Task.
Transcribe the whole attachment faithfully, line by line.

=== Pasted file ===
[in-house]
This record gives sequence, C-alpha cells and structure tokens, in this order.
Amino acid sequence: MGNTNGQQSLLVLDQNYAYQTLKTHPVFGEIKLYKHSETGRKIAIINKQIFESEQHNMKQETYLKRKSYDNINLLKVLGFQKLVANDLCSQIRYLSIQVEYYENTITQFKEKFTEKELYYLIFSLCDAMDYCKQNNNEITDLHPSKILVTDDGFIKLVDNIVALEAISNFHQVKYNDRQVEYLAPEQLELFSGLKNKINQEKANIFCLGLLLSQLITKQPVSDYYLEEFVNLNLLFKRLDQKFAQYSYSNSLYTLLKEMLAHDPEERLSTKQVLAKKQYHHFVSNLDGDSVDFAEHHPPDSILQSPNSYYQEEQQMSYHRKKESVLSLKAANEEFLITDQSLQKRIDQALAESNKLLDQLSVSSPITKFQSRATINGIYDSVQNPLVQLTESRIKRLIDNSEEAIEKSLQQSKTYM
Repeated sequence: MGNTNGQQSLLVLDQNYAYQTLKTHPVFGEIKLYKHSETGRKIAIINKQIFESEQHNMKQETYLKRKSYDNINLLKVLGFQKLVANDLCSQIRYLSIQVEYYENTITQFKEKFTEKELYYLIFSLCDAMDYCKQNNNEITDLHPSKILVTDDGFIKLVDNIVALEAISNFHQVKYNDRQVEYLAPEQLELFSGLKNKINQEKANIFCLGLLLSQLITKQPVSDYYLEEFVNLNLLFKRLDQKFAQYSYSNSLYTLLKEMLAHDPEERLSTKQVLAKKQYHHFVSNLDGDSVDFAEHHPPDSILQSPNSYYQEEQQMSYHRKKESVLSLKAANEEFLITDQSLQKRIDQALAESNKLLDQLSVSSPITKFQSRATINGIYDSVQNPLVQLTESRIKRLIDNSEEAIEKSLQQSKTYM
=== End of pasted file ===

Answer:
[in-house]
This record gives sequence, C-alpha cells and structure tokens, in this order.
Amino acid sequence: MGNTNGQQSLLVLDQNYAYQTLKTHPVFGEIKLYKHSETGRKIAIINKQIFESEQHNMKQETYLKRKSYDNINLLKVLGFQKLVANDLCSQIRYLSIQVEYYENTITQFKEKFTEKELYYLIFSLCDAMDYCKQNNNEITDLHPSKILVTDDGFIKLVDNIVALEAISNFHQVKYNDRQVEYLAPEQLELFSGLKNKINQEKANIFCLGLLLSQLITKQPVSDYYLEEFVNLNLLFKRLDQKFAQYSYSNSLYTLLKEMLAHDPEERLSTKQVLAKKQYHHFVSNLDGDSVDFAEHHPPDSILQSPNSYYQEEQQMSYHRKKESVLSLKAANEEFLITDQSLQKRIDQALAESNKLLDQLSVSSPITKFQSRATINGIYDSVQNPLVQLTESRIKRLIDNSEEAIEKSLQQSKTYM
Repeated sequence: MGNTNGQQSLLVLDQNYAYQTLKTHPVFGEIKLYKHSETGRKIAIINKQIFESEQHNMKQETYLKRKSYDNINLLKVLGFQKLVANDLCSQIRYLSIQVEYYENTITQFKEKFTEKELYYLIFSLCDAMDYCKQNNNEITDLHPSKILVTDDGFIKLVDNIVALEAISNFHQVKYNDRQVEYLAPEQLELFSGLKNKINQEKANIFCLGLLLSQLITKQPVSDYYLEEFVNLNLLFKRLDQKFAQYSYSNSLYTLLKEMLAHDPEERLSTKQVLAKKQYHHFVSNLDGDSVDFAEHHPPDSILQSPNSYYQEEQQMSYHRKKESVLSLKAANEEFLITDQSLQKRIDQALAESNKLLDQLSVSSPITKFQSRATINGIYDSVQNPLVQLTESRIKRLIDNSEEAIEKSLQQSKTYM